The platform — which has been set up by Mohammed Khammas and Mohammed Bafaqih and incorporated in the Cayman Islands — will enable people to be paid for displaying adverts on the side or back of their vehicles while they go about their daily routines of driving to work, the mall or doing the school run.
The adverts will feature low-frequency bluetooth ‘beacons’ that connect to the drivers' mobile phone which will be able to monitor when the driver is in the car and where the car is being driven.
There is a minimum threshold for the number of miles being driven a day, but the main prerequisite is that the driver is in the car. Drivers will still be paid even if stuck in a traffic jam.
Advertising clients will be able to put out requests that drivers head to a particular area — for instance to be close to a new brand launch — with drivers being paid up to 4 or 5 times more than their standard rate if they accept.
While the concept of paying people to use their cars for advertising is not new, it is the use of blockchain technology that will make The Elo Network particularly grounding-breaking in the advertising world, its founders said.
“Billboards are very expensive and static and don’t give you the KPIs and insightful information that brands want these days. You solve that by getting them that data,” Bafaqih said.
The Elo Network collates detailed data by tracking the movements of the drivers and their day-to-day activities. Data points such as a particular area’s population density can been collected.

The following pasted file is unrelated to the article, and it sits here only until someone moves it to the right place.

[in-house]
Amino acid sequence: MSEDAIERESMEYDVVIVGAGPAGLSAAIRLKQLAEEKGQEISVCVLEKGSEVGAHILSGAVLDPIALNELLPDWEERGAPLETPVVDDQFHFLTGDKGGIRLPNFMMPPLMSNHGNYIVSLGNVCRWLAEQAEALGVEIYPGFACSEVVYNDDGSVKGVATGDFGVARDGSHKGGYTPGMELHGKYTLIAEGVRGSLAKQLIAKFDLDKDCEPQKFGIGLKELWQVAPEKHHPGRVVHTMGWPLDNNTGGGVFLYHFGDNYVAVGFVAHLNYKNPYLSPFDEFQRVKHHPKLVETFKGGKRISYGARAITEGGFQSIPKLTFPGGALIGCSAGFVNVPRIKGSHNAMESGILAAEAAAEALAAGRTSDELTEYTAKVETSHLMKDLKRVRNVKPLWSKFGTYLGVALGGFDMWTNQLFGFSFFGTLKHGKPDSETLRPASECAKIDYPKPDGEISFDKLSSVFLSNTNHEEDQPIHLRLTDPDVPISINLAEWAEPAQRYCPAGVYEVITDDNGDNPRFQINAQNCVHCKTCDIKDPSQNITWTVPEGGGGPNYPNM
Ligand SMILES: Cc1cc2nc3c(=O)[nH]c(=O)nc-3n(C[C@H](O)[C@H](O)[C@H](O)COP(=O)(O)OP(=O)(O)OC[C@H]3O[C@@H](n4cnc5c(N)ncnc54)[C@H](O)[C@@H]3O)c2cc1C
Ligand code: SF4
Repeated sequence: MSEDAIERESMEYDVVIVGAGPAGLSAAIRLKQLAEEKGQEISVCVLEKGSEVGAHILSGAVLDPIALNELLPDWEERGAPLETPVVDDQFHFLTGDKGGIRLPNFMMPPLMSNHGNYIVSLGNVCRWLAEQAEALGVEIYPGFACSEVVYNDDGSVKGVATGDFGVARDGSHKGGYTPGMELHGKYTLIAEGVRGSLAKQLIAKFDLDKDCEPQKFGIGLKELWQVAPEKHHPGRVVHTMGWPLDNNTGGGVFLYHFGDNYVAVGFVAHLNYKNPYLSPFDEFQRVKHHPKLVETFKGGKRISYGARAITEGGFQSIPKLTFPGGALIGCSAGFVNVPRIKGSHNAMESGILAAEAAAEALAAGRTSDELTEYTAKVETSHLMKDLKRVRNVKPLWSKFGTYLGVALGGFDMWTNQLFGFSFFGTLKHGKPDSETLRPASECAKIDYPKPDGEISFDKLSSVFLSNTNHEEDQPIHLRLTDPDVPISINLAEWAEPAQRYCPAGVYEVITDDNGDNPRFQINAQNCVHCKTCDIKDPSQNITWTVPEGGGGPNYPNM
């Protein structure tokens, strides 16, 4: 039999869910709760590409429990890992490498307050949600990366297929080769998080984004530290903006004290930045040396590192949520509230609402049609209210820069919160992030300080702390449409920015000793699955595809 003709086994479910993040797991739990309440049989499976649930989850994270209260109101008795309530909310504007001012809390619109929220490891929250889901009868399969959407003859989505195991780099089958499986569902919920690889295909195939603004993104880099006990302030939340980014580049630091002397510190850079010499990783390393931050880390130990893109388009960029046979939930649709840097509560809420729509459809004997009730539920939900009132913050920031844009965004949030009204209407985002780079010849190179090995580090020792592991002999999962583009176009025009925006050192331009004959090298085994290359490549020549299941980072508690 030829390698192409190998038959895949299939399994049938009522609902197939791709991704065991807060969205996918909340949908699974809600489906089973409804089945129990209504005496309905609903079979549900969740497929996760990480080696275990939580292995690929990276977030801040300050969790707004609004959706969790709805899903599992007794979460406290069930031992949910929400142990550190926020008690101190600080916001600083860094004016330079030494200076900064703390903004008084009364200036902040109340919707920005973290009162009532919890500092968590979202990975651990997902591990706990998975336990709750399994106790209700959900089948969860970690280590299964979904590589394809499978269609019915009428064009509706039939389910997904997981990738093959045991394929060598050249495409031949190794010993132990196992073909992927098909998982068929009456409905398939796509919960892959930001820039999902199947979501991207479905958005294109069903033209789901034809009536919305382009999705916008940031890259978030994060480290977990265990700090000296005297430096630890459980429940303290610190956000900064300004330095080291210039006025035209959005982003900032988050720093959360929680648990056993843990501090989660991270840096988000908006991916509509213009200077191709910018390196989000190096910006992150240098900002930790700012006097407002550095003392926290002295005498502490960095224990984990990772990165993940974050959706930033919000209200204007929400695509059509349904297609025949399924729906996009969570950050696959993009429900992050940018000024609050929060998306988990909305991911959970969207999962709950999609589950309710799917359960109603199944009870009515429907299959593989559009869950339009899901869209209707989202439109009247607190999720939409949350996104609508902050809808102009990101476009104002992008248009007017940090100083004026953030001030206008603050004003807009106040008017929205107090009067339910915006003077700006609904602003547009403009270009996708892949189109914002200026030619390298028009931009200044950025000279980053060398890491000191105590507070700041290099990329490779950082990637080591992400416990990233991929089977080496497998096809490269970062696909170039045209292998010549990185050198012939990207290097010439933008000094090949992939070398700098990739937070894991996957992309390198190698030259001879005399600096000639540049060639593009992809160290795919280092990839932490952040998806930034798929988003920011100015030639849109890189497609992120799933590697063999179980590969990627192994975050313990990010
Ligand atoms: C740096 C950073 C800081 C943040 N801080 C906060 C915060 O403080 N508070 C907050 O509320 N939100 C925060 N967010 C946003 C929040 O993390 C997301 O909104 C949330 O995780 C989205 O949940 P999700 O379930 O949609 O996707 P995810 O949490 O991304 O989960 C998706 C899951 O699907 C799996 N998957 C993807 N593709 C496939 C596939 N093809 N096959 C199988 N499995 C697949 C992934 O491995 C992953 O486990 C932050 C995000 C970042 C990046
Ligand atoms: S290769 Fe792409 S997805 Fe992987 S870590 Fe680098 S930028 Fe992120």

The information will be encrypted ensuring that the brand will never know the identity of the driver, said Bafaqih.
“It creates data sets that didn’t exist before. You don’t have to worry about privacy but at the same time the brand can know about your patterns. They can know where you go in mornings, where you drive, what normal patterns are created in certain areas and countries,” he said.
This level of detail is increasingly important for brands looking to run targeted campaigns, and it is something that traditional billboards are unable to offer.
The technology will also be used to overcome the payment problems that other similar car advertising schemes have faced.
“Historically what happens, where there is a authority that is issuing payments, it causes a lot of problems. There can be disputes on how much they (the drivers) are owed or how many miles were driven or what campaign someone has done,” he said.
Under the Elo Network program, the blockchain technology allows you to create so-called “Smart Contracts” — which is a software protocol that enforces and verifies the performance of a contract.
“It says driver A is going to be paid — for example — a dollar per mile — so as the person drives he starts receives ‘IOUs’. Those IOUs are convertible at any time,” he said.
With no ‘middle man’ involved, the driver is able to redeem their IOUs and get paid as and when they want.
The network is currently at ‘proof of concept’ stage and is test-running the platform with a number of brands. It is anticipated that the network will be rolled out to the public toward the end of this year and early 2019.